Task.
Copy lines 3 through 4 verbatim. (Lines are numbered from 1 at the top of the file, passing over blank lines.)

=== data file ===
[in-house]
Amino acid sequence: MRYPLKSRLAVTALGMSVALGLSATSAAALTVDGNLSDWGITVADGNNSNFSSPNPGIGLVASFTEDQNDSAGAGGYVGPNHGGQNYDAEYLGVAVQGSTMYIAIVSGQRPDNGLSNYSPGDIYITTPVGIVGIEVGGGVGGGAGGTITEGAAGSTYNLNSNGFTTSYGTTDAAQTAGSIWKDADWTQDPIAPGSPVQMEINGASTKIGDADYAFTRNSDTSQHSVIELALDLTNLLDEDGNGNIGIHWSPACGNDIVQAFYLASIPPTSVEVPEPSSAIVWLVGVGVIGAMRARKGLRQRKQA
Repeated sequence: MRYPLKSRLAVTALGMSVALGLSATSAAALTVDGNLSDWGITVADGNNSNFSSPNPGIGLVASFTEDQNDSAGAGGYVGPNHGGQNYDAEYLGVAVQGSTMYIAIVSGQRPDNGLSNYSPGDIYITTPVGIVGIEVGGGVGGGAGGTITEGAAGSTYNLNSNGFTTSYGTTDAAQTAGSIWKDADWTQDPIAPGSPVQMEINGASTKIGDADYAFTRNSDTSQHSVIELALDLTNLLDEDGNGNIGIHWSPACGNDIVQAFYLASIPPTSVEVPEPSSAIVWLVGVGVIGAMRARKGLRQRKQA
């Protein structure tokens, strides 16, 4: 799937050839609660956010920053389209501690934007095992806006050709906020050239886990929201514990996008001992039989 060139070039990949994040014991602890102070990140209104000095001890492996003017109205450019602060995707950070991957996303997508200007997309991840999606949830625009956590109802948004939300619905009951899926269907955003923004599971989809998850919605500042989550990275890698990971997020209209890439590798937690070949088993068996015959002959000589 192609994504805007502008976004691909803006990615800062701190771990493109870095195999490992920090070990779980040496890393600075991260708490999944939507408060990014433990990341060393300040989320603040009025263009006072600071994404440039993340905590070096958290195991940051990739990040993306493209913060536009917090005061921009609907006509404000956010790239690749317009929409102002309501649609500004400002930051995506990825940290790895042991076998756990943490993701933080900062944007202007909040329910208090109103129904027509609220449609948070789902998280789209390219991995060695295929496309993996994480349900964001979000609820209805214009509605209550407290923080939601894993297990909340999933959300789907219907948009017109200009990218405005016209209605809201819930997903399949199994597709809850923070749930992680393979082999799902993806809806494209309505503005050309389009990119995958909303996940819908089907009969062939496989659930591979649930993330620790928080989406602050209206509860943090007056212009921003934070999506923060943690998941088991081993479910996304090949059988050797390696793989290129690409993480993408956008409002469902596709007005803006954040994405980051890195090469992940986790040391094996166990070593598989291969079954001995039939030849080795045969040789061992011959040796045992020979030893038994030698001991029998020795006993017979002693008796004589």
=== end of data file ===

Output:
Repeated sequence: MRYPLKSRLAVTALGMSVALGLSATSAAALTVDGNLSDWGITVADGNNSNFSSPNPGIGLVASFTEDQNDSAGAGGYVGPNHGGQNYDAEYLGVAVQGSTMYIAIVSGQRPDNGLSNYSPGDIYITTPVGIVGIEVGGGVGGGAGGTITEGAAGSTYNLNSNGFTTSYGTTDAAQTAGSIWKDADWTQDPIAPGSPVQMEINGASTKIGDADYAFTRNSDTSQHSVIELALDLTNLLDEDGNGNIGIHWSPACGNDIVQAFYLASIPPTSVEVPEPSSAIVWLVGVGVIGAMRARKGLRQRKQA
């Protein structure tokens, strides 16, 4: 799937050839609660956010920053389209501690934007095992806006050709906020050239886990929201514990996008001992039989 060139070039990949994040014991602890102070990140209104000095001890492996003017109205450019602060995707950070991957996303997508200007997309991840999606949830625009956590109802948004939300619905009951899926269907955003923004599971989809998850919605500042989550990275890698990971997020209209890439590798937690070949088993068996015959002959000589 192609994504805007502008976004691909803006990615800062701190771990493109870095195999490992920090070990779980040496890393600075991260708490999944939507408060990014433990990341060393300040989320603040009025263009006072600071994404440039993340905590070096958290195991940051990739990040993306493209913060536009917090005061921009609907006509404000956010790239690749317009929409102002309501649609500004400002930051995506990825940290790895042991076998756990943490993701933080900062944007202007909040329910208090109103129904027509609220449609948070789902998280789209390219991995060695295929496309993996994480349900964001979000609820209805214009509605209550407290923080939601894993297990909340999933959300789907219907948009017109200009990218405005016209209605809201819930997903399949199994597709809850923070749930992680393979082999799902993806809806494209309505503005050309389009990119995958909303996940819908089907009969062939496989659930591979649930993330620790928080989406602050209206509860943090007056212009921003934070999506923060943690998941088991081993479910996304090949059988050797390696793989290129690409993480993408956008409002469902596709007005803006954040994405980051890195090469992940986790040391094996166990070593598989291969079954001995039939030849080795045969040789061992011959040796045992020979030893038994030698001991029998020795006993017979002693008796004589």